http://t.wisegeek.com/what-are-blood-building-foods.htm

The term blood building foods is commonly used in alternative medicine, particularly in Traditional Chinese Medicine (TCM). Blood building foods are those foods that contain high quantities of specific nutrients thought to encourage the production of new blood cells in the body. The most important ingredient in a blood building food is iron, but vitamin B12 and folic acid are also key.

Although many choose simply to strengthen the blood by taking iron pills or liquid iron supplements, eating a diet high in blood building foods can be equally effective. Some blood building foods are less appetizing than others, and though they are food, they are generally taken as a supplement rather then simply eaten as a meal. These include foods like animal liver, brewer’s yeast, bone marrow soup, and black strap molasses. Colostrum, the milk produced in mammals during the late stages of pregnancy, is also considered a blood building food. Colostrum is high in antibodies and nutrients needed by newborn mammals to build blood after birth.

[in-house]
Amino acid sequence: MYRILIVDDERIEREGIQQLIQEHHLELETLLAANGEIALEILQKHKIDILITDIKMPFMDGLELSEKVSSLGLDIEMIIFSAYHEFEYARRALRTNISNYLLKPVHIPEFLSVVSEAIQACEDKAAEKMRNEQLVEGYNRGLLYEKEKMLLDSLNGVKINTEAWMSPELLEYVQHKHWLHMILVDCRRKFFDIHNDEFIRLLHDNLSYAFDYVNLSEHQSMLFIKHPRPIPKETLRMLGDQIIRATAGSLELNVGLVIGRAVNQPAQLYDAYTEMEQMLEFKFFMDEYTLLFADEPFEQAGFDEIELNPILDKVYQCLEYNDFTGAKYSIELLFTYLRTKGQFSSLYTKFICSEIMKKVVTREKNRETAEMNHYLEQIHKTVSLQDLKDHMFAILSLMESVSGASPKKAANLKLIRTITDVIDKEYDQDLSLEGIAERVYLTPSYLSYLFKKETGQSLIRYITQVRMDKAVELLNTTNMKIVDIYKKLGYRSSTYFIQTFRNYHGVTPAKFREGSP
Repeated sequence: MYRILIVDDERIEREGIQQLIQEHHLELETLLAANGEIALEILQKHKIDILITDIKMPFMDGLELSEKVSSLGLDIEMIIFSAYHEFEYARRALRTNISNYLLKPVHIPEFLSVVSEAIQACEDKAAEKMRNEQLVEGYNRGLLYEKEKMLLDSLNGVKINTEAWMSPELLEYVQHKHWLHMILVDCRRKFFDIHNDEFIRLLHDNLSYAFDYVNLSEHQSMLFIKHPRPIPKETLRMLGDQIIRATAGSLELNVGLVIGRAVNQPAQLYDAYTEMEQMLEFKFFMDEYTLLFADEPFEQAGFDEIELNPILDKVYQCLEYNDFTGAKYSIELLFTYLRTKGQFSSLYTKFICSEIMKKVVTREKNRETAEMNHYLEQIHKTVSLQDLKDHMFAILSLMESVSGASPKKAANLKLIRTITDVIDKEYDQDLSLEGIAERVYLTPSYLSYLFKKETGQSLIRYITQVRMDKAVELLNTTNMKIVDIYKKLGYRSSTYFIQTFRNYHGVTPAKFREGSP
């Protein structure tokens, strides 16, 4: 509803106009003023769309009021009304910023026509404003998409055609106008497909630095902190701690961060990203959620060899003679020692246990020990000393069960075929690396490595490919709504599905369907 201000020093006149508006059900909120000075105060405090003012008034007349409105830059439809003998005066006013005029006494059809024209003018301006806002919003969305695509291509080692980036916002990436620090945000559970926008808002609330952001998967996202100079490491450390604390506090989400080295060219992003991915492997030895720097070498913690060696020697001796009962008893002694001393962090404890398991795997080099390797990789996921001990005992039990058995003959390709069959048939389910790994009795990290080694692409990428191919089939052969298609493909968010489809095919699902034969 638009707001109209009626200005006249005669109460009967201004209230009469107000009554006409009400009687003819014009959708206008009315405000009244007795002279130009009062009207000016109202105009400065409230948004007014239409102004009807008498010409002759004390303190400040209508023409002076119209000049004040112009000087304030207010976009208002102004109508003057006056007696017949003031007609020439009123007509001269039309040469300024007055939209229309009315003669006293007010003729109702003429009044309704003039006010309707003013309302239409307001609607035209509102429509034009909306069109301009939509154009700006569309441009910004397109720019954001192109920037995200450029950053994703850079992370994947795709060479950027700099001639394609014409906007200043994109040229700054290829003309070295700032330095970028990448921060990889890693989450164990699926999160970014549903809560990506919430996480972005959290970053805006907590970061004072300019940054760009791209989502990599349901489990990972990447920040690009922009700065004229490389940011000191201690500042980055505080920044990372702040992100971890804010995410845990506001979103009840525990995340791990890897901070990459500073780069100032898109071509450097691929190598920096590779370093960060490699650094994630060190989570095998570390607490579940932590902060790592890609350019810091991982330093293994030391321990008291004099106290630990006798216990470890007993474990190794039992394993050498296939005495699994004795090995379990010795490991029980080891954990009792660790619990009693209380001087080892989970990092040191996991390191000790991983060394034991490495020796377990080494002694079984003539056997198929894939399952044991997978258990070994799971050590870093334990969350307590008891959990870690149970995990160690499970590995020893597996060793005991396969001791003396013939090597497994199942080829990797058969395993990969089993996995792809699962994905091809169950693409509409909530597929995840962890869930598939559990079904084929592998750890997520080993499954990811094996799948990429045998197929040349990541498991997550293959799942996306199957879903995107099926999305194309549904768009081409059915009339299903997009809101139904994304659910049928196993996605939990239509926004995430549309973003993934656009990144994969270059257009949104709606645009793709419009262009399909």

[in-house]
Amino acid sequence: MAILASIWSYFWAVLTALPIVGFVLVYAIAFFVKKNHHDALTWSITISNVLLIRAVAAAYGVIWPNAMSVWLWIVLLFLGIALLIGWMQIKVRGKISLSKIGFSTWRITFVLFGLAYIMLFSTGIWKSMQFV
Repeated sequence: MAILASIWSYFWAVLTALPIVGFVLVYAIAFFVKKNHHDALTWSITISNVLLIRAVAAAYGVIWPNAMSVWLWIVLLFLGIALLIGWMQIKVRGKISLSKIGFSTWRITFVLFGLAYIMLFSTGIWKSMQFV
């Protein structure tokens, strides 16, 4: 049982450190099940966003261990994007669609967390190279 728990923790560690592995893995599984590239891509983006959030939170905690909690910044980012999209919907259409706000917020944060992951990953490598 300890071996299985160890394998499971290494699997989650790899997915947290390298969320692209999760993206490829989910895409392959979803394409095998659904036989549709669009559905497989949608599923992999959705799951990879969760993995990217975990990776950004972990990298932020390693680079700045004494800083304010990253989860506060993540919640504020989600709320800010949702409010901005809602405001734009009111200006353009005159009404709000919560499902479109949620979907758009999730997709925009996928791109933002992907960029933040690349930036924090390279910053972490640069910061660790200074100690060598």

If these options seem unappetizing, there are a number of blood building foods which may have wider appeal to the palate. These include meats, particularly duck, goose, lamb, and oyster. Dark leafy greens, such as spinach and wheatgrass, are also particularly high in iron, and are considered a blood building food. Wheatgrass, and other foods such as raisins, prunes, kidney beans, mushrooms, apricots, and soy foods can be particularly effective in building blood, especially if one is following a vegetarian diet.